Editor’s note: This article has been updated to reflect announcements from the Biden administration.
Borrowers disappointed by the U.S. Supreme Court’s ruling against the President’s student loan forgiveness program still need to be prepared to repay their monthly payments. The Biden administration hopes to facilitate this.
On Friday, the nation’s highest court overturned the debt forgiveness of up to $20,000 announced by President Joe Biden last year. On top of that, around 40 million borrowers whose payments were suspended during the pandemic need to prepare for them to restart in October.
In response, the Biden administration on Friday announced new measures to make it easier for borrowers to repay and provide another option for debt cancellation. Borrowers should also be aware of other debt relief programs under the Biden administration that could bring them closer to loan forgiveness or help make their payments more affordable.
Here’s what you need to know.
The payment pause will be lifted
As part of the debt ceiling agreement the White House reached with House Speaker Kevin McCarthy (R-Calif.) and passed earlier this month, federal student loan payments are on hold during pandemic forbearance will be due from October. Interest on these loans will resume in September. In addition, the agreement stipulated that the president could no longer extend the abstention.
This means borrowers should be prepared to make those payments again.
Borrowers should go to the Federal Student Aid (FSA) website to find out who their loan officer is and their monthly payment amounts. Borrowers should also ensure that their contact information is correct both on their loan officer’s website and in their StudentAid.gov profile, so that they can receive notifications from the Department of Education.
According to the FSA, direct debit payments are unlikely to restart automatically for most borrowers. Borrowers must therefore choose to confirm their registration for direct debit before payments restart.
The FSA also recommends that borrowers use its Loan Simulator tool to find a repayment plan that meets their financial needs. Borrowers can also consider applying for an income contingent repayment (IDR) plan, the FSA said.
Here is a relief. The administration unveiled a plan to help borrowers when they restart suspended payments in October. For 12 months, borrowers will not be penalized for late, missed or partial payments. Borrowers do not have to do anything to qualify for the program.
Payments will still be due and interest will continue to accrue for the 12 months, but interest will not be compounded at the end of the ramp period. Borrowers who miss payments will not be reported to credit bureaus, will not be considered in default, and will not be referred to collection agencies for those payments.
Despite the Supreme Court’s loss, some borrowers will see debt relief through the one-time payment adjustment, which is separate from the court’s decision.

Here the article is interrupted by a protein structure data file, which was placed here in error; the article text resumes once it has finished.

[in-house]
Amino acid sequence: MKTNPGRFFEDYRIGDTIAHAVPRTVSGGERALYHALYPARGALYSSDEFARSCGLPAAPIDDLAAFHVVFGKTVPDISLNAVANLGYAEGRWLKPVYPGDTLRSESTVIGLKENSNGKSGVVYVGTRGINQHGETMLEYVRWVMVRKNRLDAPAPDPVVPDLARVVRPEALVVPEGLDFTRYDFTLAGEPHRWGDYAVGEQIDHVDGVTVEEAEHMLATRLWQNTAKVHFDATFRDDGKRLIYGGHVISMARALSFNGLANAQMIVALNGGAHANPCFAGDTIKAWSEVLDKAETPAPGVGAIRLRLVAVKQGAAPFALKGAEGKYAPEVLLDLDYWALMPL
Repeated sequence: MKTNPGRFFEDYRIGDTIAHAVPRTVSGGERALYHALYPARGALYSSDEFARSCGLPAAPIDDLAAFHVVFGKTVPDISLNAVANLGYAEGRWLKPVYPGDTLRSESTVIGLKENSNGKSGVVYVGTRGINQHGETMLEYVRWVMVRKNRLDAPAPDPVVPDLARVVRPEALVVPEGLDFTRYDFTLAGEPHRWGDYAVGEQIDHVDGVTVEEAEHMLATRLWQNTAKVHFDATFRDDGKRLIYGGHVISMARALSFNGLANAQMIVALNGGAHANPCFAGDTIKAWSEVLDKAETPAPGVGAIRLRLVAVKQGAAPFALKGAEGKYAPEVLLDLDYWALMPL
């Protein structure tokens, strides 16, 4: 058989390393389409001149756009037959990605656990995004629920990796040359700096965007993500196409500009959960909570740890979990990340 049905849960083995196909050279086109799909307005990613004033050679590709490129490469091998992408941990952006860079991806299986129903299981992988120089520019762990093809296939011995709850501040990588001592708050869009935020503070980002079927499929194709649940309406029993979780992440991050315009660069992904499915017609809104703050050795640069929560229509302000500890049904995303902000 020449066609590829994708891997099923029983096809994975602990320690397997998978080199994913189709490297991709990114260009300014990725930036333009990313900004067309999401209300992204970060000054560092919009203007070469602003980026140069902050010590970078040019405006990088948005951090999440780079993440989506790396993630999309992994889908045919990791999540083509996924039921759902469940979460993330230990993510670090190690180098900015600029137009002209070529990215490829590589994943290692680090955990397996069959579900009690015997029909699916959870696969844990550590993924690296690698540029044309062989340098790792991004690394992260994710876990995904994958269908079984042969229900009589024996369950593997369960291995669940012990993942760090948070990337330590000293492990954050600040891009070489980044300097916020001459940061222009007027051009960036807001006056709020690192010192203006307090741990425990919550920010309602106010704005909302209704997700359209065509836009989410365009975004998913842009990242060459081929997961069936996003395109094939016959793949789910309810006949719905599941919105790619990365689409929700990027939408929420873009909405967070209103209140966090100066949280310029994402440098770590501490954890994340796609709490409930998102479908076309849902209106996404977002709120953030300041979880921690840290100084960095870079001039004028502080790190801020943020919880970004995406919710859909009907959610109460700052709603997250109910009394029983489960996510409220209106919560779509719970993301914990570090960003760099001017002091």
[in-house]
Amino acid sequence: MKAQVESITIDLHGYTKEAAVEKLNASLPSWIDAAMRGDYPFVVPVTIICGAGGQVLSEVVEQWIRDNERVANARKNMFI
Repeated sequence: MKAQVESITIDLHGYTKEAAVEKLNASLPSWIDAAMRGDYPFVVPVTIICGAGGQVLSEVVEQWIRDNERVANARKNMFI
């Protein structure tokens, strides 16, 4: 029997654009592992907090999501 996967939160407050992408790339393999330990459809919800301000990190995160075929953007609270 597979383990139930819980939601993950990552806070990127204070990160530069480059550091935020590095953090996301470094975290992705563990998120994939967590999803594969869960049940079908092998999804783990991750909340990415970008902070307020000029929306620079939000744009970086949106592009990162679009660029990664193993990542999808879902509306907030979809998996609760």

Last year, the Department of Education announced that it would count certain months for student loan release that had previously not been eligible under income-driven repayment plans, or IDRs.
The one-time payment adjustment helps reverse some of the damage done by loan servicers who failed to properly track deferrals or steer borrowers into forbearance instead of income-driven repayment plans that would have counted for years of payment.
Adjusting student loan accounts would help borrowers get closer to forgiveness under income-driven repayment plans, which offer release after 20 or 25 years of repayment, depending on the plan.
About 3.6 million borrowers would receive at least three years of credit for release, according to Federal Student Aid.
The adjustment will happen automatically, unless your loans are in default or you have FFEL loans held by companies. Fresh Start program default borrowers are eligible for the one-time adjustment. Borrowers with FFEL loans held for business purposes must consolidate those loans with Federal Student Aid (FSA) by December 31, 2023 to be eligible for the one-time adjustment.
Borrowers who have been repaying for 20 or 25 years should have their accounts adjusted by August 1, 2023. Other borrowers will see the adjustment in 2024.
New Income Driven Repayment Plan
When announcing the cancellation of student loans last year, the president also announced plans to reform income-contingent repayment plans. The administration provided an update on this plan today.
The administration finalized the Saving on a Valuable Education (SAVE) plan, an income-driven repayment plan that the White House says will cut borrowers’ monthly payments in half, allow many borrowers to pay $0 in monthly payments and prevent balances from becoming due. to unpaid interest.
The plan makes loan repayments more affordable in the following ways:
The maximum borrowers must pay for their undergraduate loans is 5% of their discretionary income, up from 10%.
No borrower below 225% of the federal poverty level will have to make a monthly payment.
Loan balances will be canceled after 10 years of payments – instead of 20 years – if the original loan balance was $12,000 or less.
Borrowers won’t be charged unpaid monthly interest, so balances won’t increase if they make their payments – even if that monthly payment is $0 because their income is low.
Student borrowers in repayment can enroll later this summer before monthly payments resume. Borrowers who enroll or are already enrolled in the Revised Pay as You Earn (REPAYE) plan will be automatically enrolled in the new plan.
Ronda is a senior personal finance reporter for Yahoo Finance and an attorney with experience in law, insurance, education and government. Follow her on Twitter @writesronda
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